“Anyone would love to take advantage of this opportunity with unrest from the major exporter,” said Kona Haque, analyst with Macquarie Bank in Londonsaid, adding that Indonesia, Brazil and Ecuador are all suppliers to the U.S.

Problem-Ridden

Trailing Ivory Coast and Ghana as a producer, Indonesia is currently carrying out a three-year government-backed industry revitalisation plan.

However, cocoa production in Southeast Asia’s biggest economy is far from problem free.

Indonesian cocoa farmers have been battling the pod borer, worm-like creatures that eat cocoa beans and became a menace in 1999, as well as the spread of VSD, a fungal disease which attacked leaves, branches and tree trunks across key cocoa-growing areas of Sulawesi in 2008.

The poor quality of Indonesian cocoa makes the country’s beans unsuitable for shipment to Europe, which puts a premium on top quality chocolate, with the bulk of material moved to Asian countries such as Malaysia for grinding.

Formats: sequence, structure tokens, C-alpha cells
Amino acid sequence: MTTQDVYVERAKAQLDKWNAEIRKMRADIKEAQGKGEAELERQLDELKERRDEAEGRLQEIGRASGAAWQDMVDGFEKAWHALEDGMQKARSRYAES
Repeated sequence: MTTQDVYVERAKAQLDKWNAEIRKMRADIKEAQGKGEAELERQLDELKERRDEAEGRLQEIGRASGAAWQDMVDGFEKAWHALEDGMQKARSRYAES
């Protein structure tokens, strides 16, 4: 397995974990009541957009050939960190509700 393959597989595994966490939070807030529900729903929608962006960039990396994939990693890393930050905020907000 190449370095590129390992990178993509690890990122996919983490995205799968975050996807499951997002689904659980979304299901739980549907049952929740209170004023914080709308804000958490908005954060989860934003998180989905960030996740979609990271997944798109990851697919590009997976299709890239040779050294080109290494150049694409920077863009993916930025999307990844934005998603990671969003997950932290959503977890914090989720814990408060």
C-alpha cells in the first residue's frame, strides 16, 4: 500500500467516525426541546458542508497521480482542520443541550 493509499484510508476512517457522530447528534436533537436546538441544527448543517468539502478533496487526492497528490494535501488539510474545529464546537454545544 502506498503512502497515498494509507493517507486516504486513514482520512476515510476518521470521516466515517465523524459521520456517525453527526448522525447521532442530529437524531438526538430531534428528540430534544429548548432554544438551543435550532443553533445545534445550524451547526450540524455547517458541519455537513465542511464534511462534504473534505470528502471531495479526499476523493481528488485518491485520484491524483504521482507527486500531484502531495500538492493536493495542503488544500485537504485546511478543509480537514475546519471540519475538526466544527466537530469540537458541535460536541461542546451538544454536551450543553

“Crop protection and fertiliser subsidies — these are really the big things that would help out the local (Indonesian) farmers,” said Hague.

“Indonesia has had bad crops this year because of heavy rains. Their exports out of Sulawesi have been falling… It’s not as good as the Ivorian.”

Indonesian cocoa output is seen flat this year at 600,000 tonnes, as higher production from new planting offsets the impact of heavy rains, the Indonesian Cocoa Association, or Askindo, said.

About 90 percent of Indonesian cocoa growers are smallholders, which has limited the sector’s expansion for decades. Many cocoa farmers have chosen to plant cheaper and more profitable crops, such as rubber or palm oil.

“Cocoa is a more difficult crop to grow than palm and is more prone to diseases,” Chris De Lavigne, vice president of Industrial Practices at Frost & Sullivan, said.

“A lot of the old plantations in Malaysia and Indonesia were ripped out and re-planted by smallholders, who have turned to palm.”

“These diseases and issues that cocoa faces can be dealt with, but the government needs to provide good support — they (farmers) need the right feeds and a lot of training and education.”